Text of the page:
Like all robots, Marty needs to sense the surrounding environment. Adding sensors to your Marty can help Marty to develop a clearer picture of the world, enabling Marty to make better decisions and determine how to respond to environmental features, such as obstacles. There are 5 add-on sensors currently available for your Marty, namely noise, colour, light, distance and disco. These will allow Marty to interact with the surrounding environment and are discussed in further detail below.
A Noise Sensor, as the name suggests, uses noise to trigger a response from Marty. A microphone attached to the sensor will detect sound levels and Marty will navigate based on the sound received. When there is a change of sound, or a certain noise level is reached, Marty will respond with an instructed action. The Noise Sensor can be attached to either of Marty’s feet.
Once attached, you can instruct Marty to respond to the noise however you like. For example, you could make Marty clap-activated. So every time you double clap, Marty will perform his famous wiggle dance!
Let your learners dive into the world of noise sensors and try our fun and interactive initial noise sensor lesson: Noise Sensors and Parallel Programming.
The colour sensor is a type of photoelectric sensor which emits light from a transmitter and then detects the light reflected back from the detection object using a receiver. As the name suggests, this sensor will detect colour and will help Marty distinguish between 5 different colours: purple, blue, green, yellow and red. This sensor can be used in Scratch or in ‘screen free mode’, which can be activated by pressing the ‘A’ button on the back of Marty’s head.
Whenever Marty detects a certain colour while in ‘screen free mode’ he will respond with a pre-programmed instruction:
Purple = Right Slide
Blue = Left Slide
Green = Forward
Yellow = Backward
Red = Stop & Dance
The colour sensor can also detect when there is no colour. Therefore, if Marty doesn’t sense any of the five colours while in ‘screen free mode’, he won’t perform any actions.
In order to use a colour sensor with ‘screen free mode’ you will require a pack of A5 sized coloured cards which can be purchased at our shop.
Once you have your cards, your creativity can flow, and you can set up a fun route for Marty to follow! This is the perfect way to introduce young children to coding, as they will learn to sequence commands before progressing to more advanced languages, like Scratch and Python.
A light sensor is used for light detection and can monitor light intensity, allowing robots to distinguish between light and dark environments. Marty’s light sensor is a photoresistor, commonly known as a light-dependent resistor and allows Marty to respond to varying levels and changes in light.
The light sensor is designed to fit perfectly on either of Marty’s feet and can be used to improve Marty’s vision and responsiveness. This sensor will allow you to program Marty to respond to light and, for example, code Marty to make a noise when the lights turn off.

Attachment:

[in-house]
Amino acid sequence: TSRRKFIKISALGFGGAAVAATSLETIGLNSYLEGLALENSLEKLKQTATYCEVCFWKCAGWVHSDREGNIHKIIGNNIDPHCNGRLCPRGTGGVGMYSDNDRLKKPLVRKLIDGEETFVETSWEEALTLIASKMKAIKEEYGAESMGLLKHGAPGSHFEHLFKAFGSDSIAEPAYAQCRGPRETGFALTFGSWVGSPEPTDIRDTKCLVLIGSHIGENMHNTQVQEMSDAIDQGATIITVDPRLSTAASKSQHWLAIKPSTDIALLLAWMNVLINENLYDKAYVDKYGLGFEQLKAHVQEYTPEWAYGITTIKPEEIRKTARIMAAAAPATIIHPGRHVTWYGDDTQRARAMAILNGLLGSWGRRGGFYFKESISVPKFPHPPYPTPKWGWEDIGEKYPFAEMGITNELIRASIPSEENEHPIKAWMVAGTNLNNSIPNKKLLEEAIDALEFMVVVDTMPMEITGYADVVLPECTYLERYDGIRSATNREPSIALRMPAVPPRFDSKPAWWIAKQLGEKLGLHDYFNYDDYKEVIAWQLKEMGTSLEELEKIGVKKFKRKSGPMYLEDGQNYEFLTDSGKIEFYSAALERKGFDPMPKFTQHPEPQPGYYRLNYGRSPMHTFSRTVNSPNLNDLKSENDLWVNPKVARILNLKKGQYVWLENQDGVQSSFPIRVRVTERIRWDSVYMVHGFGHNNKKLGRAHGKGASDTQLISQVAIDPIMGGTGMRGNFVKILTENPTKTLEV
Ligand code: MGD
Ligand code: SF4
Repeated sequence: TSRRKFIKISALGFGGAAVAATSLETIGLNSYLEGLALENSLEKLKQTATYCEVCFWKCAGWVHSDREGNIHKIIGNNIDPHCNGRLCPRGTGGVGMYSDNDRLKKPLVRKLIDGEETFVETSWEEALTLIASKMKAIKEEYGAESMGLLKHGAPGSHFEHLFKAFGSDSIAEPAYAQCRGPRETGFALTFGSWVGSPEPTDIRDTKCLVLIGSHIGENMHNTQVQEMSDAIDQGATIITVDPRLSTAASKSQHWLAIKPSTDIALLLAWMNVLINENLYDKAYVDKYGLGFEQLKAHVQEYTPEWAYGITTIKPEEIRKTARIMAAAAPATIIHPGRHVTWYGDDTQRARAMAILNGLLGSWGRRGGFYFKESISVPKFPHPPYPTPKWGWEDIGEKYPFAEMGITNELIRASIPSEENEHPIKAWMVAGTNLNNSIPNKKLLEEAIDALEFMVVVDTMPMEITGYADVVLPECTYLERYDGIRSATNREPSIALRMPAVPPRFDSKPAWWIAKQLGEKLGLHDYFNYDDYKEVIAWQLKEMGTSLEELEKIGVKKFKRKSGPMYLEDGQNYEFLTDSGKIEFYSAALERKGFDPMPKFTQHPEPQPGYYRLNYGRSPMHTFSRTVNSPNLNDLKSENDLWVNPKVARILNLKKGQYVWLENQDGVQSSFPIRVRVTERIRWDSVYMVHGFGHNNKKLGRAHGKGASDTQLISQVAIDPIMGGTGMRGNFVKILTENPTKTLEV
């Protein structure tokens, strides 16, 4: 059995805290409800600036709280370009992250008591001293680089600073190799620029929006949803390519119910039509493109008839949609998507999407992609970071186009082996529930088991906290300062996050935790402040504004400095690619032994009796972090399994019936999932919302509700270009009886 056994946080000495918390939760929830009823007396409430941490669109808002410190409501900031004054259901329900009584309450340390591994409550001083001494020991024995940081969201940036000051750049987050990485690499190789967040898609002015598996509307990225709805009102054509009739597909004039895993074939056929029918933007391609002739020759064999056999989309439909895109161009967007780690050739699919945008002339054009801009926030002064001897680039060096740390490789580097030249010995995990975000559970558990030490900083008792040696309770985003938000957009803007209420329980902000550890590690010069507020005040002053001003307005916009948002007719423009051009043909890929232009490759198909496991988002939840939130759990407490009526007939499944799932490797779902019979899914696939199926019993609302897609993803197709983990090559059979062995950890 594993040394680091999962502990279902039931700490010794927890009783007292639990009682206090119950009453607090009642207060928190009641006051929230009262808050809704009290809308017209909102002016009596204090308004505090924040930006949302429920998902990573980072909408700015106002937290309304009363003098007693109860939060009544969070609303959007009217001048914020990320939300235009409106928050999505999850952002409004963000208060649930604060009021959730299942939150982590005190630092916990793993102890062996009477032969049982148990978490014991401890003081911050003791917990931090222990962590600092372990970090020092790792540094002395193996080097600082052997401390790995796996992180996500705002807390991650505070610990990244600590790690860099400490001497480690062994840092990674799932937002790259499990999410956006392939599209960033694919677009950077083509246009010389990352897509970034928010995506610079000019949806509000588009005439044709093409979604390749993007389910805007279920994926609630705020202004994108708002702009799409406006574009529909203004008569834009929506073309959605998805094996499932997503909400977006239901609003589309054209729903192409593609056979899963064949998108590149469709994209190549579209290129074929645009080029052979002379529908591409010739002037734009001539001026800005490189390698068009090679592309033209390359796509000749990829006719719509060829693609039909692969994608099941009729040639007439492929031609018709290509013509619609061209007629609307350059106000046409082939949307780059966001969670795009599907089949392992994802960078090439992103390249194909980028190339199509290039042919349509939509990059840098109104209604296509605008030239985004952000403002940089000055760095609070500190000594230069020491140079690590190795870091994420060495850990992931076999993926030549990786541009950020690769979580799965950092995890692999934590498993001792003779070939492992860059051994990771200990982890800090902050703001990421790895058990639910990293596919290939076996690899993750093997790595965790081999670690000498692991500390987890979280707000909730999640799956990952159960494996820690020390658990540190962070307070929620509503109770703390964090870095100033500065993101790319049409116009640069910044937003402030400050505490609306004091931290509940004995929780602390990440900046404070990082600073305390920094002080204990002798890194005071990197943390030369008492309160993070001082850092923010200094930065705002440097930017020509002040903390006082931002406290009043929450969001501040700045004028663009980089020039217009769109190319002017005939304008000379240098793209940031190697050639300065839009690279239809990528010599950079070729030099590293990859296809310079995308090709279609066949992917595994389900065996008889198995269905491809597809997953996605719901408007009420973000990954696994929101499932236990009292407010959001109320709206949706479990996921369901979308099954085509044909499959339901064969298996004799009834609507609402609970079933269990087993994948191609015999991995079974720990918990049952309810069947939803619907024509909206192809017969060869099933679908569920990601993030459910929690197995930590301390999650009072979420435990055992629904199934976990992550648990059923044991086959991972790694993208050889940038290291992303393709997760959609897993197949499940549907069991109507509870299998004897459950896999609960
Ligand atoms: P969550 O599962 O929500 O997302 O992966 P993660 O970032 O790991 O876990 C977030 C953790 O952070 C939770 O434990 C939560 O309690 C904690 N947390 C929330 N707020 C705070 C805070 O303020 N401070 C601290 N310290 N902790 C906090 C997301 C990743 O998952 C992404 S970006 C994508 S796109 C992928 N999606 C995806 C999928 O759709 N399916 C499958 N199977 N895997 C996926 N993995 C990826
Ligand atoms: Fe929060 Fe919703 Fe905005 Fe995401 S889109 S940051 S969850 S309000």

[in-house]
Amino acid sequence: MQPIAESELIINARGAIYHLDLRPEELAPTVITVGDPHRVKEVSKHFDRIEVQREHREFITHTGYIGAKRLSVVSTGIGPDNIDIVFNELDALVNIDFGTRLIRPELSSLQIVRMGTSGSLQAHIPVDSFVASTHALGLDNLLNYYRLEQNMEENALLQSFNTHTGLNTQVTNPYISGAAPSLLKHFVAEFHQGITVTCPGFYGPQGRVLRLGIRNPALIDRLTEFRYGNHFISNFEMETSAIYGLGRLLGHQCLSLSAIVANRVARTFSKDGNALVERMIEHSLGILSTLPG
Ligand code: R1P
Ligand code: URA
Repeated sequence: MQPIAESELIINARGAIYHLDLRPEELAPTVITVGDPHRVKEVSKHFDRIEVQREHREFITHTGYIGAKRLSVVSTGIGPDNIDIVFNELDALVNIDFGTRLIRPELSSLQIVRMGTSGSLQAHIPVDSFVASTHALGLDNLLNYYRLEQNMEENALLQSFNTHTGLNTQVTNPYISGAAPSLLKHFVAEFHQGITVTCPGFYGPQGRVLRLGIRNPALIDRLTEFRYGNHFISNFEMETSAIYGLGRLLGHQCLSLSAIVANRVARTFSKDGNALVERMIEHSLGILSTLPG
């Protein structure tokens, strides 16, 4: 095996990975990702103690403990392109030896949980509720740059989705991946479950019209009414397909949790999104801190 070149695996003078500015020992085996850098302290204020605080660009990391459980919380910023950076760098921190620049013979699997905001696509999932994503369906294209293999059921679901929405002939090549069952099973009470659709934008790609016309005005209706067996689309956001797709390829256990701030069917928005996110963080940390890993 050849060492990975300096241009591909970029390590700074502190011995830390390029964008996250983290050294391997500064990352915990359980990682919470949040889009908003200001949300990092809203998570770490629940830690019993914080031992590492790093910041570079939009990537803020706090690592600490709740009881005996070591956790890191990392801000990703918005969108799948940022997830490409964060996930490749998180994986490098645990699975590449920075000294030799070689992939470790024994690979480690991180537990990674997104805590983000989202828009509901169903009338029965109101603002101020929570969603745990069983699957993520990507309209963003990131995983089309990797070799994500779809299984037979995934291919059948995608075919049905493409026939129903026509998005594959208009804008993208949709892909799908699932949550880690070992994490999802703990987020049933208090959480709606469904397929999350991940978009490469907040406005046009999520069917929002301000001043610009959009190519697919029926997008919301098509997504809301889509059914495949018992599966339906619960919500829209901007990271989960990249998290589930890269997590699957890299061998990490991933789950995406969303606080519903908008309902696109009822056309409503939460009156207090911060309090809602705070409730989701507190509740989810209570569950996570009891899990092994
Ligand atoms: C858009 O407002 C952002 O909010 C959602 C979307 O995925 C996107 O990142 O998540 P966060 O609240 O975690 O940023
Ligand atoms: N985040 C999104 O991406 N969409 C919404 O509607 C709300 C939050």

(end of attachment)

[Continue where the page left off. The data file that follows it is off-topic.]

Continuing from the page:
Marty’s Distance sensor works by outputting a signal (infrared light) and then interpreting how the light has altered on its return. The distance sensor detects and interprets an object through changes in the light intensity of the returned signal or the time taken for the light to return.
The Distance sensor can be attached under Marty’s face and, through either Scratch or Python, Marty can be programmed to react differently to changes in distance between Marty and an object. Just as car parking sensors help drivers understand how close the car is to a wall when reversing, so too Marty can now detect how close he is to a wall when walking!
Why not take the distance sensors on a test drive and try out our distance sensor lesson which challenges learners to consider how they would use this sensor on their Marty.
The last, but certainly not the least fun, type of Marty add-on is the brilliant disco lights. Add some colour to Marty with our LED add-ons which can be purchased in the form of disco eyes, disco arms, disco feet or (for a real Marty party) all together!
A light-emitting diode (LED) is a semiconductor device that releases light when electric current passes through it. Light is created when the electrons and holes merge together within the semiconductor material.
Different semiconductor materials produce different colours of light, meaning you can mix and match your colour options. You can program Marty using Scratch and Python and can use different colours as reactions. Why not give Marty red eyes on Valentine’s day?
What are you waiting for? Dim the lights, cue the music, and set Marty’s entire body to disco mode. Who better to do a robot dance than the expert!